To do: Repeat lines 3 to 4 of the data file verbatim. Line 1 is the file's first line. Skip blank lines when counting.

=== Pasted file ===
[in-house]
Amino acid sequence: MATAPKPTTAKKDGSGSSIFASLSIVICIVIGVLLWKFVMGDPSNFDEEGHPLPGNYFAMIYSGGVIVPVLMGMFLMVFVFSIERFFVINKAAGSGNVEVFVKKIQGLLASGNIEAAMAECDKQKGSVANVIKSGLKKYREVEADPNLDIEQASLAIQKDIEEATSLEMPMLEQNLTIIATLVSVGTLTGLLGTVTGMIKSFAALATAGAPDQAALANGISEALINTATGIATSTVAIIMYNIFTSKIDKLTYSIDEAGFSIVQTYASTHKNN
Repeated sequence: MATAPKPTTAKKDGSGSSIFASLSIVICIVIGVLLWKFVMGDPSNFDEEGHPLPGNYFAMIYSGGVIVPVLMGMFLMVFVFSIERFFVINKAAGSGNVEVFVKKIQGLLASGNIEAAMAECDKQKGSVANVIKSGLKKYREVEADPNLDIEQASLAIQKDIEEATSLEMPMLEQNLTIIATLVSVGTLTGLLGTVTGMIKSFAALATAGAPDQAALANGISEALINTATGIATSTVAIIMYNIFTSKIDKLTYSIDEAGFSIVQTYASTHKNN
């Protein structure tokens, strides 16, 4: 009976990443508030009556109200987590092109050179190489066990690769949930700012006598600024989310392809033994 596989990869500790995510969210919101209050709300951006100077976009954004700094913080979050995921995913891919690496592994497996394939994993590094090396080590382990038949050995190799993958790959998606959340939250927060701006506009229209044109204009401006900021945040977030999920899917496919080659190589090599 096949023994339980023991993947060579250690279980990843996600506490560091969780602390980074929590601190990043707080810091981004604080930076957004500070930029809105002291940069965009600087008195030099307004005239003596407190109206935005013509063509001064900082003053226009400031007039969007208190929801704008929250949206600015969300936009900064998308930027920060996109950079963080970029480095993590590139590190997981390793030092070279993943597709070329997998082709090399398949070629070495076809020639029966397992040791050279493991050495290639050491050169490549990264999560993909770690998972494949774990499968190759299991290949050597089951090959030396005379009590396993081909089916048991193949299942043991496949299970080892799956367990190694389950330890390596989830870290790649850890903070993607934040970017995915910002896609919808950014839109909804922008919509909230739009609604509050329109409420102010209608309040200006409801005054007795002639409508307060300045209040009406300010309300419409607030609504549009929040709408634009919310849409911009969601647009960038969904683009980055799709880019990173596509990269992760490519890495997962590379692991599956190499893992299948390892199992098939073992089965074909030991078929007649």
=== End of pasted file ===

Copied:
Repeated sequence: MATAPKPTTAKKDGSGSSIFASLSIVICIVIGVLLWKFVMGDPSNFDEEGHPLPGNYFAMIYSGGVIVPVLMGMFLMVFVFSIERFFVINKAAGSGNVEVFVKKIQGLLASGNIEAAMAECDKQKGSVANVIKSGLKKYREVEADPNLDIEQASLAIQKDIEEATSLEMPMLEQNLTIIATLVSVGTLTGLLGTVTGMIKSFAALATAGAPDQAALANGISEALINTATGIATSTVAIIMYNIFTSKIDKLTYSIDEAGFSIVQTYASTHKNN
């Protein structure tokens, strides 16, 4: 009976990443508030009556109200987590092109050179190489066990690769949930700012006598600024989310392809033994 596989990869500790995510969210919101209050709300951006100077976009954004700094913080979050995921995913891919690496592994497996394939994993590094090396080590382990038949050995190799993958790959998606959340939250927060701006506009229209044109204009401006900021945040977030999920899917496919080659190589090599 096949023994339980023991993947060579250690279980990843996600506490560091969780602390980074929590601190990043707080810091981004604080930076957004500070930029809105002291940069965009600087008195030099307004005239003596407190109206935005013509063509001064900082003053226009400031007039969007208190929801704008929250949206600015969300936009900064998308930027920060996109950079963080970029480095993590590139590190997981390793030092070279993943597709070329997998082709090399398949070629070495076809020639029966397992040791050279493991050495290639050491050169490549990264999560993909770690998972494949774990499968190759299991290949050597089951090959030396005379009590396993081909089916048991193949299942043991496949299970080892799956367990190694389950330890390596989830870290790649850890903070993607934040970017995915910002896609919808950014839109909804922008919509909230739009609604509050329109409420102010209608309040200006409801005054007795002639409508307060300045209040009406300010309300419409607030609504549009929040709408634009919310849409911009969601647009960038969904683009980055799709880019990173596509990269992760490519890495997962590379692991599956190499893992299948390892199992098939073992089965074909030991078929007649």